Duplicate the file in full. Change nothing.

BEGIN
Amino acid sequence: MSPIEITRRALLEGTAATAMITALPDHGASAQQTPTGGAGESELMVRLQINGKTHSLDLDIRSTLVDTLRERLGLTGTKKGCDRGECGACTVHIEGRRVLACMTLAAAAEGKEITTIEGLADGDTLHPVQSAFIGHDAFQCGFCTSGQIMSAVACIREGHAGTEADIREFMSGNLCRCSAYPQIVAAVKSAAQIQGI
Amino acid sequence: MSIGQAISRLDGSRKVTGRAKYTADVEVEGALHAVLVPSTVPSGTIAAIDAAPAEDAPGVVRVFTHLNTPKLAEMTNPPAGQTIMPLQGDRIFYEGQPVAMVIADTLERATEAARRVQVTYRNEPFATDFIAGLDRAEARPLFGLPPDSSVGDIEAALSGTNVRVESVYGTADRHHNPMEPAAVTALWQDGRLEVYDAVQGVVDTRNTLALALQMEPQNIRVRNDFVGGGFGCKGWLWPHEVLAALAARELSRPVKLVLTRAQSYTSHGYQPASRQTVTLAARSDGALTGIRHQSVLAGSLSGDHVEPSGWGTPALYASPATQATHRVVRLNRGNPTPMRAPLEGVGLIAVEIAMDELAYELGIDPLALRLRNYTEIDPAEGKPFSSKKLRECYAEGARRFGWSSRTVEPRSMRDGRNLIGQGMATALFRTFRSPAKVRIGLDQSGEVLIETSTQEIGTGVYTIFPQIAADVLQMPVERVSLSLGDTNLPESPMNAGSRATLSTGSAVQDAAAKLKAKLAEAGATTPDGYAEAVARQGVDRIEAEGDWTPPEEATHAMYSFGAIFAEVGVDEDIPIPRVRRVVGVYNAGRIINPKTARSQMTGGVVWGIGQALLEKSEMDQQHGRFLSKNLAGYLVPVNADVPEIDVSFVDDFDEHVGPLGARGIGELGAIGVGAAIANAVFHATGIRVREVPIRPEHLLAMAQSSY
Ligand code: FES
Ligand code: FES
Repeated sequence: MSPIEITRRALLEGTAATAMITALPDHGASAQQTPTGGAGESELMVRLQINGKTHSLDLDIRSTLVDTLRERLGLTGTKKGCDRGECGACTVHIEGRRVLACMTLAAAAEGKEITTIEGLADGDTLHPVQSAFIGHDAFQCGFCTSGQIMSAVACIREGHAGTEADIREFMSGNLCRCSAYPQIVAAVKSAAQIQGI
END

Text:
Amino acid sequence: MSPIEITRRALLEGTAATAMITALPDHGASAQQTPTGGAGESELMVRLQINGKTHSLDLDIRSTLVDTLRERLGLTGTKKGCDRGECGACTVHIEGRRVLACMTLAAAAEGKEITTIEGLADGDTLHPVQSAFIGHDAFQCGFCTSGQIMSAVACIREGHAGTEADIREFMSGNLCRCSAYPQIVAAVKSAAQIQGI
Amino acid sequence: MSIGQAISRLDGSRKVTGRAKYTADVEVEGALHAVLVPSTVPSGTIAAIDAAPAEDAPGVVRVFTHLNTPKLAEMTNPPAGQTIMPLQGDRIFYEGQPVAMVIADTLERATEAARRVQVTYRNEPFATDFIAGLDRAEARPLFGLPPDSSVGDIEAALSGTNVRVESVYGTADRHHNPMEPAAVTALWQDGRLEVYDAVQGVVDTRNTLALALQMEPQNIRVRNDFVGGGFGCKGWLWPHEVLAALAARELSRPVKLVLTRAQSYTSHGYQPASRQTVTLAARSDGALTGIRHQSVLAGSLSGDHVEPSGWGTPALYASPATQATHRVVRLNRGNPTPMRAPLEGVGLIAVEIAMDELAYELGIDPLALRLRNYTEIDPAEGKPFSSKKLRECYAEGARRFGWSSRTVEPRSMRDGRNLIGQGMATALFRTFRSPAKVRIGLDQSGEVLIETSTQEIGTGVYTIFPQIAADVLQMPVERVSLSLGDTNLPESPMNAGSRATLSTGSAVQDAAAKLKAKLAEAGATTPDGYAEAVARQGVDRIEAEGDWTPPEEATHAMYSFGAIFAEVGVDEDIPIPRVRRVVGVYNAGRIINPKTARSQMTGGVVWGIGQALLEKSEMDQQHGRFLSKNLAGYLVPVNADVPEIDVSFVDDFDEHVGPLGARGIGELGAIGVGAAIANAVFHATGIRVREVPIRPEHLLAMAQSSY
Ligand code: FES
Ligand code: FES
Repeated sequence: MSPIEITRRALLEGTAATAMITALPDHGASAQQTPTGGAGESELMVRLQINGKTHSLDLDIRSTLVDTLRERLGLTGTKKGCDRGECGACTVHIEGRRVLACMTLAAAAEGKEITTIEGLADGDTLHPVQSAFIGHDAFQCGFCTSGQIMSAVACIREGHAGTEADIREFMSGNLCRCSAYPQIVAAVKSAAQIQGI